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LAGQ

LAGQ


Serious Guitars in the Air

Fringe Beat


FRINGE PRODUCT: Later this month, the Santa Barbara Symphony presents a citywide International Guitar Festival, a grand tradition begun two years ago and bigger and better the second time around. Included in this edition, from March 21-29, will be the L.A. Guitar Quartet (LAGQ), giving a West Coast premiere of a new Sergio Assad concerto, jazz great Russell Malone at the Lobero (with Ron Carter), Wings man Laurence Juber at SOhO, and Leo Kottke at the Luke. On other nights John Cleese joins the LAGQ at the Lobero, and the acclaimed Brasil Guitar Duo play Hahn Hall. Guitar-the serious stuff-will be the thing for a week (thesymphony.org).

For the guitar-curious, one of the more enthralling recent recordings is masterful guitarist David Russell‘s For David (Telarc), a too-rare high-profile offering of new music for classical guitar. Of the list of composers-also including Francis Kleynjans, Stephen Goss, Benjamin Verdery, and Philip Rosheger-Assad is the best-known. His engaging 1986 piece Aquarelle kicks off a set of accessible but also adventurous pieces written for Russell, who earned bragging rights by topping the classical charts with last year’s luminous Air on a G String.

Classical guitar remains largely grounded in the sound and spirit of Spanish composers, and French composer Kyenjan bows in the direction of the late guitar-friendly guitarist-composer Francisco Tarrega with Arabesque en Forme de Caprice (sur le Tombeau de Tarrega), a lovely and lyrical piece, played accordingly. From a more venturesome angle, Verdery’s Now and Ever heeds the hypnotic minor second interval, moving in a slaloming motion between tonal and atonal areas, though never lapsing into pure abstraction. The album ends with sweet-yet-contemporary-flavored miniatures by American composer Rosheger, “Waltz No. 7,” “Lullaby to Wake Up To,” and “Good Luck Waltz,” in which the classical guitar’s unique blend of intimacy, nostalgia and modernity converge beautifully.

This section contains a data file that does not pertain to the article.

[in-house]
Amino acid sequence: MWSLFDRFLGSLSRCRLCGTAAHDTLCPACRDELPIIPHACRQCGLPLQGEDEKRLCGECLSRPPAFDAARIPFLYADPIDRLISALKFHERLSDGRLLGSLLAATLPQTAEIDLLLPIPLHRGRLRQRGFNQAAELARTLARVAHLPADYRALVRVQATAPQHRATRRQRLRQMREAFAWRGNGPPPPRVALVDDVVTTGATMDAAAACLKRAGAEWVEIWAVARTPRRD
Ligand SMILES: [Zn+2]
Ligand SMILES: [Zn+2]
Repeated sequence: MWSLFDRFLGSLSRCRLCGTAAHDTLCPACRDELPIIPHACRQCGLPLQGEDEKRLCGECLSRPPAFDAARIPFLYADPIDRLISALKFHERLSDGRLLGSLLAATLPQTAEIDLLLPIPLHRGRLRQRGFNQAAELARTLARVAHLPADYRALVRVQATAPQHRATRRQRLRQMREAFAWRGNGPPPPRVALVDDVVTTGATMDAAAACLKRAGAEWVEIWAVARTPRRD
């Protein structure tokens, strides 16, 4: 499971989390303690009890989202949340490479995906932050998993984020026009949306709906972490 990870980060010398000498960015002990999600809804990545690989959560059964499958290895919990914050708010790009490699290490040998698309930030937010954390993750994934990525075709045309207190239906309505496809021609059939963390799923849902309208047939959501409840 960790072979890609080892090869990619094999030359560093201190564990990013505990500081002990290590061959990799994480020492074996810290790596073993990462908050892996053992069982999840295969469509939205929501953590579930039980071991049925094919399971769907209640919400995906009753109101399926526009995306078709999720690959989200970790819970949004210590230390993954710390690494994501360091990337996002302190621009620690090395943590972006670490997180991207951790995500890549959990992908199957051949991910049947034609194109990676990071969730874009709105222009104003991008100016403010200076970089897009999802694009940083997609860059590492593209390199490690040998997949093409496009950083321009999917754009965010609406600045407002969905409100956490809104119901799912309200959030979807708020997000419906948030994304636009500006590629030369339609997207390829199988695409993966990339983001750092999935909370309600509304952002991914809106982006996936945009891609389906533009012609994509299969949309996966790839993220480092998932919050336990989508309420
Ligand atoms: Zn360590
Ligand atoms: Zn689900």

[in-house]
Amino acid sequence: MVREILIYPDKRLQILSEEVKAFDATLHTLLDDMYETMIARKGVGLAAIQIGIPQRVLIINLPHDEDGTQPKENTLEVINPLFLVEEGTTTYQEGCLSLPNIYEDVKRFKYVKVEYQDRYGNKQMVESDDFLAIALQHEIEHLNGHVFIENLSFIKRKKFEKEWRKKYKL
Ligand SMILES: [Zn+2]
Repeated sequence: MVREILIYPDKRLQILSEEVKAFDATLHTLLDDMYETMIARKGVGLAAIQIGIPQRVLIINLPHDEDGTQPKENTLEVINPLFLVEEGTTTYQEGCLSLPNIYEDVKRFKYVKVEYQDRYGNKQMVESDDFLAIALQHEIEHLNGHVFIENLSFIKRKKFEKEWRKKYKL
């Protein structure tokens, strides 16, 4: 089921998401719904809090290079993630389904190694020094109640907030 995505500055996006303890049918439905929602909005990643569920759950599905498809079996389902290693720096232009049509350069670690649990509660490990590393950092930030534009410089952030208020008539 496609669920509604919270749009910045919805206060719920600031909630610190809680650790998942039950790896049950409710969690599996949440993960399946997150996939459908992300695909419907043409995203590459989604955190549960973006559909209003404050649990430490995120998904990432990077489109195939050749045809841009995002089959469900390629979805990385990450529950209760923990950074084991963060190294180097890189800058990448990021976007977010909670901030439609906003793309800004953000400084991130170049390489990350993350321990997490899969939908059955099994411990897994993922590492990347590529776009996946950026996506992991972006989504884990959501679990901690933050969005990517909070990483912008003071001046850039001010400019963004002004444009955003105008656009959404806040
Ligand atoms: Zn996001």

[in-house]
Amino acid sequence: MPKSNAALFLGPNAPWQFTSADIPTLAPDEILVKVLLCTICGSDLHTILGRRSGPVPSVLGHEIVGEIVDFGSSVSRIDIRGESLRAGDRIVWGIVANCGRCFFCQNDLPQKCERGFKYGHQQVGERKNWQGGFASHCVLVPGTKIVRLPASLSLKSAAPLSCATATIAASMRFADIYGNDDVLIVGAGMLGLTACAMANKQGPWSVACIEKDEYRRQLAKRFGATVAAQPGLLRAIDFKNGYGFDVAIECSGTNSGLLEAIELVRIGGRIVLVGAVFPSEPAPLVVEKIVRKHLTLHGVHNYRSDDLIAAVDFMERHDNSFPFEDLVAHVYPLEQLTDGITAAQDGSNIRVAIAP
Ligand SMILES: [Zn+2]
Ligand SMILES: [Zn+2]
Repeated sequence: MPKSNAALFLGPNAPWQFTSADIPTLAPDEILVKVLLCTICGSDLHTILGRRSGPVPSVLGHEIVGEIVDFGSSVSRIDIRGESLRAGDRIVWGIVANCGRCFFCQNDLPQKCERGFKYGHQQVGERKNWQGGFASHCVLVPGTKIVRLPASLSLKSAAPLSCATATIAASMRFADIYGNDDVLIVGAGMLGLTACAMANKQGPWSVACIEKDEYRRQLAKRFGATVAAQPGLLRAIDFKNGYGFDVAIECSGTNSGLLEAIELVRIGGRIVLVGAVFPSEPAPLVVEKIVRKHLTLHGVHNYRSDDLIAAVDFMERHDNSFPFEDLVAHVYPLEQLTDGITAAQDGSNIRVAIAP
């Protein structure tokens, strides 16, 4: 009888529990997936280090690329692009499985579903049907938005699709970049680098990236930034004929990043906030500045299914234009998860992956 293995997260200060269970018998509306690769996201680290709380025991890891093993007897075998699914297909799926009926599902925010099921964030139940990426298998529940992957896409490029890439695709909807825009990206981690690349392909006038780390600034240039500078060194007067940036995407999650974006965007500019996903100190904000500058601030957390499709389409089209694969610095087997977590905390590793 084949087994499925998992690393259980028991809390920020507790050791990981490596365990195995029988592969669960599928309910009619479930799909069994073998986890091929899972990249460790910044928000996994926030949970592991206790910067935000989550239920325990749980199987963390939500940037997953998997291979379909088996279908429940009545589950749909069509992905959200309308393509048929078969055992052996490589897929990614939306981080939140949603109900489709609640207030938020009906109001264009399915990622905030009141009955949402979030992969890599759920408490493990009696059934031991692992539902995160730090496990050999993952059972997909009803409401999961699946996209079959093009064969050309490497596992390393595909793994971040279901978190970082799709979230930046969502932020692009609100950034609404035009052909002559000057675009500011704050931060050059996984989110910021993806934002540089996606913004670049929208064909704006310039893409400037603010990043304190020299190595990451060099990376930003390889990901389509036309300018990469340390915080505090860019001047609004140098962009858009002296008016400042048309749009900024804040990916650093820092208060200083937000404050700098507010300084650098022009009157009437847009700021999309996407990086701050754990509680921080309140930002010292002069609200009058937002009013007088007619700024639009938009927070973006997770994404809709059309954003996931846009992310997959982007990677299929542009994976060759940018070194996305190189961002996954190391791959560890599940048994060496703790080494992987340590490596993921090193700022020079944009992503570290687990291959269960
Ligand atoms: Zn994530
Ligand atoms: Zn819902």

TO-DOINGS: For many moons, saxophonist, left-field jazz deejay (on KCSB), and intrepid gigmaker Colter Frazier has been keeping the new musical faith, tending to the bimonthly Santa Barbara New Music Series at Muddy Waters. Most often, Frazier books outta’ towners (mostly from the more experimental fringes of Los Angeles) and he opens the evening, improvisation-wise. This week, on Friday rather than the usual Thursday, Frazier’s own quartet assumes the headliner spot, celebrating the band’s fine and free-spirited eponymous CD, released on the Ventura-based pfMENTUM label late last year.

In the intriguingly different instrumentation of this tight, “chordless” band are Frazier on tenor sax, Nick Coventry on viola and violin, bassist Miles Jay, and drummer Matt Crane (replacing Frazier’s old cohort Rob Wallace, who has relocated to Guelph, Ontario, for continued schooling). Coventry does double duty this night, as part of the opening act-the crazy good progressive-folk-something band Oso.

As heard on the disc, Frazier’s tunes traverse neatly scored parts and plenteous margin for in-the-moment improv from his freedom-suited band. He pays respects to musical influences, including Charles Lloyd on “Lloyd’s Prayer,” and post-M-BASE saxist/thinktanker Greg Osby on “Lunch with Osby.” Variations in mood and manner, from the driving percolations of “Hopes of Reunification” to the cool, loopy ruminations of “Focus” to the antic free play of the deceptively-titled “August Ballad,” give the album an alluringly variegated wholeness. Frazier is onto something, a contemporary jazz sensibility that can be serious, elastic, and open-hearted, by turns.

BACH ALERT(S): In honor of Bach’s b-day (March 31), a Bach Birthday Bash takes place at Trinity Episcopal Church on Sunday at 3:30 p.m. But the big Bach news-and a highlight of the classical music season-is next Wednesday’s arrival of the great Academy of Ancient Music, to the tune of Bach’s Brandenburg Concertos, revised and restored, on a Harmonia Mundi recording and now on tour, stopping at the Granada. Via director Richard Egarr‘s stripping down the normally overly orchestrated scores, pitching down to Baroque era tuning, and with the group’s customary period instruments, this great music sounds somehow fresh and reinvigorated. Check it out.

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